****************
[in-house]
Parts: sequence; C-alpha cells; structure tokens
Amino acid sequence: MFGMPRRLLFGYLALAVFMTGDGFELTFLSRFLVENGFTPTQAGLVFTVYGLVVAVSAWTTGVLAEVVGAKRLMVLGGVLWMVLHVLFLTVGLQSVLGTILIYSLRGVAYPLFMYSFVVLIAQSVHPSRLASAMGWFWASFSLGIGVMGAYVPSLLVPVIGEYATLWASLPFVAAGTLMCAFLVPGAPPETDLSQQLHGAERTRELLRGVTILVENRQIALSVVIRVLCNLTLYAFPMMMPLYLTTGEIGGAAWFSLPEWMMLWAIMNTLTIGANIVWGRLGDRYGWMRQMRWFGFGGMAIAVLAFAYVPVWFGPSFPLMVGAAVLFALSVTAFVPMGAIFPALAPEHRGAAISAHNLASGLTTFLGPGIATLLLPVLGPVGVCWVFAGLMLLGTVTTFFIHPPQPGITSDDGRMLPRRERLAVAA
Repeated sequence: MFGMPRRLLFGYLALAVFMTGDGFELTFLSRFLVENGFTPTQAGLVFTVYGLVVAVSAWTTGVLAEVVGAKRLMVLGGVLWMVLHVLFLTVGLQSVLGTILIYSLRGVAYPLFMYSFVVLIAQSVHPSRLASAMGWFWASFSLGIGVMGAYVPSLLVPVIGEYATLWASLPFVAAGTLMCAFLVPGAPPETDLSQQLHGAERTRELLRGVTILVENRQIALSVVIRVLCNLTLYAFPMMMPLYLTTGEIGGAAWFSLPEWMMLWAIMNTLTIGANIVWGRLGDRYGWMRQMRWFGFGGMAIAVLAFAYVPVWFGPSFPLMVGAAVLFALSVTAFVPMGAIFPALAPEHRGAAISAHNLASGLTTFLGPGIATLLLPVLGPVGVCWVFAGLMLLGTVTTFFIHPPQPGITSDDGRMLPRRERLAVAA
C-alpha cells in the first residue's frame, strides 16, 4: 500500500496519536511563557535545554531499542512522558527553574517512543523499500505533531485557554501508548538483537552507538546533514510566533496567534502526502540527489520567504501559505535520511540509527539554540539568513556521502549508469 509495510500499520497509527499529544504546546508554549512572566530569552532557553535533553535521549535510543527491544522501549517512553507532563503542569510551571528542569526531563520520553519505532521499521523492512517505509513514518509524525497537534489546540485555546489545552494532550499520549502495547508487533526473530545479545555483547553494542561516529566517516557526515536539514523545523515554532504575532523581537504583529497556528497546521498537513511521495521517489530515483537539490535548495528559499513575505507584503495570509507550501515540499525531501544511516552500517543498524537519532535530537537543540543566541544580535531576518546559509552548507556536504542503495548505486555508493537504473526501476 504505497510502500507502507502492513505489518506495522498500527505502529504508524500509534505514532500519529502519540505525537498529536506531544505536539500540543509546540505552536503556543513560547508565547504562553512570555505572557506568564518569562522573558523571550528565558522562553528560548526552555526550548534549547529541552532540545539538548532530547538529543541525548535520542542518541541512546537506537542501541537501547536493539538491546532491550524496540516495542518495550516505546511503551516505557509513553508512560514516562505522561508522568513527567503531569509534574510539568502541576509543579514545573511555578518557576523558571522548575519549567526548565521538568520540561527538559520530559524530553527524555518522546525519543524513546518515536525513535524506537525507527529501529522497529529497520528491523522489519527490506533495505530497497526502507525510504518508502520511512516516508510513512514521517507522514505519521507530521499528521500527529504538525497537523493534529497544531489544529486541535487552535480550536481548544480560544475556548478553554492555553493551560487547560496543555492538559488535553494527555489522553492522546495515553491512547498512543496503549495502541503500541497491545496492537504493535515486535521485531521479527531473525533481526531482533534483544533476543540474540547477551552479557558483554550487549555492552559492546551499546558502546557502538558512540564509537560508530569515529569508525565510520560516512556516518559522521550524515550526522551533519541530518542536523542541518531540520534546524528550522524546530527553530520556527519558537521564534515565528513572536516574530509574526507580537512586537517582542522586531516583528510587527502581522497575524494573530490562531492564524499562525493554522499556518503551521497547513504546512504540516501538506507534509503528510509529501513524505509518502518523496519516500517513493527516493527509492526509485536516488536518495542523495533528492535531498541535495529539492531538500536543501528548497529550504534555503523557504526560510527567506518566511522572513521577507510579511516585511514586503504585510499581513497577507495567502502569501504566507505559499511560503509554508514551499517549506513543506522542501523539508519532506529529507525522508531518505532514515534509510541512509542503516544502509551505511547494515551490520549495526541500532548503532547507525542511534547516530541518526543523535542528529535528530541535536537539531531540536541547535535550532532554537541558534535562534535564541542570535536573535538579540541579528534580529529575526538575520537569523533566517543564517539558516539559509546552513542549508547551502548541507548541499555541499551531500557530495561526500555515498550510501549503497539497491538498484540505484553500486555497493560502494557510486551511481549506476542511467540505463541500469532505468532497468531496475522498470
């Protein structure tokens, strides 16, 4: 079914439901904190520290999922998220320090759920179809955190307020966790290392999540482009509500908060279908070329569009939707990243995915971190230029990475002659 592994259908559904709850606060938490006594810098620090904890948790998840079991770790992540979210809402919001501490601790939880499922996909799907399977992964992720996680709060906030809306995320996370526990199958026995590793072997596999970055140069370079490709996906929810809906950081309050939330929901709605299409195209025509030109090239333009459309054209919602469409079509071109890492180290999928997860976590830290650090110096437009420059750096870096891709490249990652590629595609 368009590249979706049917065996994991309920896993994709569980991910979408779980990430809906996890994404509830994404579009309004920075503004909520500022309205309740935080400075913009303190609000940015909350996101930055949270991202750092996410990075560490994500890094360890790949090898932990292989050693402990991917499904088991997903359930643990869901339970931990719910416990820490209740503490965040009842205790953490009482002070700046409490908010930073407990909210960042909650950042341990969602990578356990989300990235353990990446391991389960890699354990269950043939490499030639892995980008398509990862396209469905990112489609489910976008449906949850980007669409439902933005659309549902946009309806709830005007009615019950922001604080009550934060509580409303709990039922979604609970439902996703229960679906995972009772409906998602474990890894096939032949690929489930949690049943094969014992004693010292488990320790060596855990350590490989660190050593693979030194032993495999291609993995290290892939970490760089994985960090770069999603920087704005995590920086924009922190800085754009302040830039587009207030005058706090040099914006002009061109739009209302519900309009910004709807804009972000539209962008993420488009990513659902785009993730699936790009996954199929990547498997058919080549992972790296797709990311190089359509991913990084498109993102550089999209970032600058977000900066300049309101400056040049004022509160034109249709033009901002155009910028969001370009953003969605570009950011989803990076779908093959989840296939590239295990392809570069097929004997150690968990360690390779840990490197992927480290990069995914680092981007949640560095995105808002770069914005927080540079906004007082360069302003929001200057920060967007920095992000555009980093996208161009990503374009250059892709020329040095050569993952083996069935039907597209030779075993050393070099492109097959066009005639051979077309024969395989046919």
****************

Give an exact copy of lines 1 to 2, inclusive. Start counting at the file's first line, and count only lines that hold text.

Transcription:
[in-house]
Parts: sequence; C-alpha cells; structure tokens